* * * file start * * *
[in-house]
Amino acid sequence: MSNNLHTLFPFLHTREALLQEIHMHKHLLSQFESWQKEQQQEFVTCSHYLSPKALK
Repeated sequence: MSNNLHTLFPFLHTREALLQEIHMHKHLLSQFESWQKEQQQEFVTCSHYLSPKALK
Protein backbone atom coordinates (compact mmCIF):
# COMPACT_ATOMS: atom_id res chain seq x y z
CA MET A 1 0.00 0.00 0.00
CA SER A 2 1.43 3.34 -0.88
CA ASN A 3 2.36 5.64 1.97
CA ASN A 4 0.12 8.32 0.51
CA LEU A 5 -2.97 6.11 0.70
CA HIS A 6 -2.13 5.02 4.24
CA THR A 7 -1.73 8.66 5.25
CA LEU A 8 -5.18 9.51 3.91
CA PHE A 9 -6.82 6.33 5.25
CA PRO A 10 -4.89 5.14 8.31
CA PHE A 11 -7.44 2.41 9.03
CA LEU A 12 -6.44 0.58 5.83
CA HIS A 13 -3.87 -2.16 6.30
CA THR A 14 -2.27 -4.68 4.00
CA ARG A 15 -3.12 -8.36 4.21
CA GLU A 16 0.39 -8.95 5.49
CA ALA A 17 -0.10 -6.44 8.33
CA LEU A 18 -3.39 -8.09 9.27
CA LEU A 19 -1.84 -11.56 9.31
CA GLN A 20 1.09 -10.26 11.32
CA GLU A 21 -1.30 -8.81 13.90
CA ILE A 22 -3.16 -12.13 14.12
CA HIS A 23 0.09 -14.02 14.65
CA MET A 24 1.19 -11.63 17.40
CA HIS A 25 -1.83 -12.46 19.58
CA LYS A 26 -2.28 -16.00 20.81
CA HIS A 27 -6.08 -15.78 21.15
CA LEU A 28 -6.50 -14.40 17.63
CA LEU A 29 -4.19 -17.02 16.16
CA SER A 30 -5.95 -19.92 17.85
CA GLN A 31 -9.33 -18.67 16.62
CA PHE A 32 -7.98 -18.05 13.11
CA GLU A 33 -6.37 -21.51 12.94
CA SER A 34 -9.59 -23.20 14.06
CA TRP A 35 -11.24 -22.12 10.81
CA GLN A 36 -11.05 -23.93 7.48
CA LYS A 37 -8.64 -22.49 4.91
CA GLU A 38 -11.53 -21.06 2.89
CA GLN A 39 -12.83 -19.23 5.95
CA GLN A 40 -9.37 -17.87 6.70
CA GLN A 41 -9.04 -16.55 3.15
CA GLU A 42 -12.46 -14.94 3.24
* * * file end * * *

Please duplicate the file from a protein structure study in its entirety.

[in-house]
Amino acid sequence: MSNNLHTLFPFLHTREALLQEIHMHKHLLSQFESWQKEQQQEFVTCSHYLSPKALK
Repeated sequence: MSNNLHTLFPFLHTREALLQEIHMHKHLLSQFESWQKEQQQEFVTCSHYLSPKALK
Protein backbone atom coordinates (compact mmCIF):
# COMPACT_ATOMS: atom_id res chain seq x y z
CA MET A 1 0.00 0.00 0.00
CA SER A 2 1.43 3.34 -0.88
CA ASN A 3 2.36 5.64 1.97
CA ASN A 4 0.12 8.32 0.51
CA LEU A 5 -2.97 6.11 0.70
CA HIS A 6 -2.13 5.02 4.24
CA THR A 7 -1.73 8.66 5.25
CA LEU A 8 -5.18 9.51 3.91
CA PHE A 9 -6.82 6.33 5.25
CA PRO A 10 -4.89 5.14 8.31
CA PHE A 11 -7.44 2.41 9.03
CA LEU A 12 -6.44 0.58 5.83
CA HIS A 13 -3.87 -2.16 6.30
CA THR A 14 -2.27 -4.68 4.00
CA ARG A 15 -3.12 -8.36 4.21
CA GLU A 16 0.39 -8.95 5.49
CA ALA A 17 -0.10 -6.44 8.33
CA LEU A 18 -3.39 -8.09 9.27
CA LEU A 19 -1.84 -11.56 9.31
CA GLN A 20 1.09 -10.26 11.32
CA GLU A 21 -1.30 -8.81 13.90
CA ILE A 22 -3.16 -12.13 14.12
CA HIS A 23 0.09 -14.02 14.65
CA MET A 24 1.19 -11.63 17.40
CA HIS A 25 -1.83 -12.46 19.58
CA LYS A 26 -2.28 -16.00 20.81
CA HIS A 27 -6.08 -15.78 21.15
CA LEU A 28 -6.50 -14.40 17.63
CA LEU A 29 -4.19 -17.02 16.16
CA SER A 30 -5.95 -19.92 17.85
CA GLN A 31 -9.33 -18.67 16.62
CA PHE A 32 -7.98 -18.05 13.11
CA GLU A 33 -6.37 -21.51 12.94
CA SER A 34 -9.59 -23.20 14.06
CA TRP A 35 -11.24 -22.12 10.81
CA GLN A 36 -11.05 -23.93 7.48
CA LYS A 37 -8.64 -22.49 4.91
CA GLU A 38 -11.53 -21.06 2.89
CA GLN A 39 -12.83 -19.23 5.95
CA GLN A 40 -9.37 -17.87 6.70
CA GLN A 41 -9.04 -16.55 3.15
CA GLU A 42 -12.46 -14.94 3.24